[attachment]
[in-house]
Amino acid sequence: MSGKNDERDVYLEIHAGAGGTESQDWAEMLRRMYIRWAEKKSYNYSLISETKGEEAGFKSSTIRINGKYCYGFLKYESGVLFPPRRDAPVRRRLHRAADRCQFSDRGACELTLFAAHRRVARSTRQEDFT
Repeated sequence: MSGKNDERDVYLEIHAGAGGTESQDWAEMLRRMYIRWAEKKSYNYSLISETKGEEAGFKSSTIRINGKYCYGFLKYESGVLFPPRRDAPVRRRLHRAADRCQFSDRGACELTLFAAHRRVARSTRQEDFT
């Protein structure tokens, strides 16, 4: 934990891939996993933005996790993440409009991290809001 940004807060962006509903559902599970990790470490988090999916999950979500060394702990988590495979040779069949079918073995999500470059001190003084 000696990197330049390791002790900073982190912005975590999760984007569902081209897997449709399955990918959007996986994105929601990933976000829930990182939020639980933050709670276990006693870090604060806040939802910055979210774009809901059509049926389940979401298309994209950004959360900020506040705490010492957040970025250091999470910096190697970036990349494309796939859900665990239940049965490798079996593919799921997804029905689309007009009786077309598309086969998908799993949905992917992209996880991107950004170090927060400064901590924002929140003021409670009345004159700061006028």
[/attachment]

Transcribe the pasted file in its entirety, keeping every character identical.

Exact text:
[in-house]
Amino acid sequence: MSGKNDERDVYLEIHAGAGGTESQDWAEMLRRMYIRWAEKKSYNYSLISETKGEEAGFKSSTIRINGKYCYGFLKYESGVLFPPRRDAPVRRRLHRAADRCQFSDRGACELTLFAAHRRVARSTRQEDFT
Repeated sequence: MSGKNDERDVYLEIHAGAGGTESQDWAEMLRRMYIRWAEKKSYNYSLISETKGEEAGFKSSTIRINGKYCYGFLKYESGVLFPPRRDAPVRRRLHRAADRCQFSDRGACELTLFAAHRRVARSTRQEDFT
């Protein structure tokens, strides 16, 4: 934990891939996993933005996790993440409009991290809001 940004807060962006509903559902599970990790470490988090999916999950979500060394702990988590495979040779069949079918073995999500470059001190003084 000696990197330049390791002790900073982190912005975590999760984007569902081209897997449709399955990918959007996986994105929601990933976000829930990182939020639980933050709670276990006693870090604060806040939802910055979210774009809901059509049926389940979401298309994209950004959360900020506040705490010492957040970025250091999470910096190697970036990349494309796939859900665990239940049965490798079996593919799921997804029905689309007009009786077309598309086969998908799993949905992917992209996880991107950004170090927060400064901590924002929140003021409670009345004159700061006028």